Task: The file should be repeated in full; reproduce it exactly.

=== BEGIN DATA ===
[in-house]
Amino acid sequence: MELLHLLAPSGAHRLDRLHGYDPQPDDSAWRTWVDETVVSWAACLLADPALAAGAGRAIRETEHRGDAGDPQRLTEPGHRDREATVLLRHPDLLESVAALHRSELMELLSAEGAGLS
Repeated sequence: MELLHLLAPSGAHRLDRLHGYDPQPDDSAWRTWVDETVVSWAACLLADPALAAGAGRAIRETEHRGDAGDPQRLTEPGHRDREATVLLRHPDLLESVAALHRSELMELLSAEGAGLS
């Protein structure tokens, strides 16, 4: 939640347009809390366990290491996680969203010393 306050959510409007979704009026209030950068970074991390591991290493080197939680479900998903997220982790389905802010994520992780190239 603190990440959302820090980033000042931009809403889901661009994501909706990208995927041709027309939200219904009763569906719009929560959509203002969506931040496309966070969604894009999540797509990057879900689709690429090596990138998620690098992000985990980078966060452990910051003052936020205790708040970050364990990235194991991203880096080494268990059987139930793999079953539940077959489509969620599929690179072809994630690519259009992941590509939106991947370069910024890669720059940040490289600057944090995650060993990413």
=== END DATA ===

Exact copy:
[in-house]
Amino acid sequence: MELLHLLAPSGAHRLDRLHGYDPQPDDSAWRTWVDETVVSWAACLLADPALAAGAGRAIRETEHRGDAGDPQRLTEPGHRDREATVLLRHPDLLESVAALHRSELMELLSAEGAGLS
Repeated sequence: MELLHLLAPSGAHRLDRLHGYDPQPDDSAWRTWVDETVVSWAACLLADPALAAGAGRAIRETEHRGDAGDPQRLTEPGHRDREATVLLRHPDLLESVAALHRSELMELLSAEGAGLS
């Protein structure tokens, strides 16, 4: 939640347009809390366990290491996680969203010393 306050959510409007979704009026209030950068970074991390591991290493080197939680479900998903997220982790389905802010994520992780190239 603190990440959302820090980033000042931009809403889901661009994501909706990208995927041709027309939200219904009763569906719009929560959509203002969506931040496309966070969604894009999540797509990057879900689709690429090596990138998620690098992000985990980078966060452990910051003052936020205790708040970050364990990235194991991203880096080494268990059987139930793999079953539940077959489509969620599929690179072809994630690519259009992941590509939106991947370069910024890669720059940040490289600057944090995650060993990413």